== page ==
What different page are you referring to? You still are failing to understand WP:Preserve. Even if content belongs on a different page, then you should take the steps to move it to that other page. Updating is easy. Can it be time-consuming? Yes, but that is no excuse for violating the WP:Preserve policy. If you look at Doc James's contributions, you will see that he often takes the time to preserve content, update sources, moving content to different articles. The complete opposite of what you do. Flyer22 Reborn (talk) 07:37, 25 January 2017 (UTC)
And stop pinging me to this section. This article is on my watchlist; it has been for years. Flyer22 Reborn (talk) 07:38, 25 January 2017 (UTC)
The menopause and PMS page both mention sleep troubles as a symptom, adding this pages content to those pages would be a redundancy. The content was irrelevant, and poorly sourced-Why ask "Why not save it", when you should be asking "Why save it?"Petergstrom (talk) 07:42, 25 January 2017 (UTC)
There is no point in trying to change the focus of my concern to menopause content. Furthermore, when something is relevant to two different articles, it should be mentioned in both articles. There is often content overlap on this site. Either way, I've made my point, and I stand by it. You would do well to study how Doc James edits. He is not a fan of primary sources for medical content, but he often trims primary sources instead of removing every primary source in sight. And he often replaces the primary sources, no doubt because he knows that the content is important to the topic and should therefore be retained. You should be trying to see whether or not what you are removing should be covered in the article. If it should be covered in the article, then look for better sources for the material. Do not simply remove everything in sight. Flyer22 Reborn (talk) 07:52, 25 January 2017 (UTC)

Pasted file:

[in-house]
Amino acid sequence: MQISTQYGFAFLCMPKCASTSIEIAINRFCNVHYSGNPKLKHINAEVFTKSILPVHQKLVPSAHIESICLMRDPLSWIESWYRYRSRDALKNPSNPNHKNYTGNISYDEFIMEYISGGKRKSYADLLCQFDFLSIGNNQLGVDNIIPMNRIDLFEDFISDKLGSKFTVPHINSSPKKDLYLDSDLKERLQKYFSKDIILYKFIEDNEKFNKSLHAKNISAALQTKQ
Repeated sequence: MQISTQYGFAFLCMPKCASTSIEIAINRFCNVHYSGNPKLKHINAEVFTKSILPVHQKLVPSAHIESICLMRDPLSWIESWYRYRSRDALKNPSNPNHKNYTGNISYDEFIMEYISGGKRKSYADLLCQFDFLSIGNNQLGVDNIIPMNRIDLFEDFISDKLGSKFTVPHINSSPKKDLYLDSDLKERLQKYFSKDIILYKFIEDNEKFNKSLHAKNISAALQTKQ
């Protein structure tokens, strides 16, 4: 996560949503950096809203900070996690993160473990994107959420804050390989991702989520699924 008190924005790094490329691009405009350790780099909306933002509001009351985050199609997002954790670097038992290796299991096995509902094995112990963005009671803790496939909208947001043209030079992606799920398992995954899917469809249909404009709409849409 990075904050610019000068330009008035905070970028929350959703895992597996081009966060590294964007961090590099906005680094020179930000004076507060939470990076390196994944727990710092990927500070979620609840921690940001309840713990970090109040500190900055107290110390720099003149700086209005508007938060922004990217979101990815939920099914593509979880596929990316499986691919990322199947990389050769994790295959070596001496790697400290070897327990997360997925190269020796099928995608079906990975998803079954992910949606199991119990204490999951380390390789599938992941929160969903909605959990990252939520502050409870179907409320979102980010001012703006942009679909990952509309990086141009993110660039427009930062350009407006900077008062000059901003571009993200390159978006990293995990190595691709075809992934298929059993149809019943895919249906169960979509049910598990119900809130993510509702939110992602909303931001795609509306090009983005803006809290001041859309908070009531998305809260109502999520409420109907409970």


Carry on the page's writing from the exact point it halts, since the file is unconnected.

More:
• the sourcing in the cut content (diff) was bad - readers digest for pete's sake -- along with primary sources. But the role of sex hormones in causing insomnia was lost. I have restored it somewhat here sourced to recent reviews. Better, Flyer? Jytdog (talk) 07:59, 25 January 2017 (UTC)
Yes, better. Thanks, Jytdog. Flyer22 Reborn (talk) 08:05, 25 January 2017 (UTC)


Mini-edit war underway about hdl parameter. Please see Help_talk:Citation_Style_1#hdl_-_OAbot_-_ELNEVER.3F Jytdog (talk) 03:17, 8 June 2017 (UTC)

resolved. Jytdog (talk) 03:55, 8 June 2017 (UTC)


User:Zakblade2000: Please --

  1. Read WP:LEAD
  2. Read Wikipedia:Manual_of_Style/Medicine-related_articles#Lead
  3. Read WP:VERIFY, especially WP:BURDEN

Please let me know if you have any questions. Jytdog (talk) 09:09, 28 August 2017 (UTC)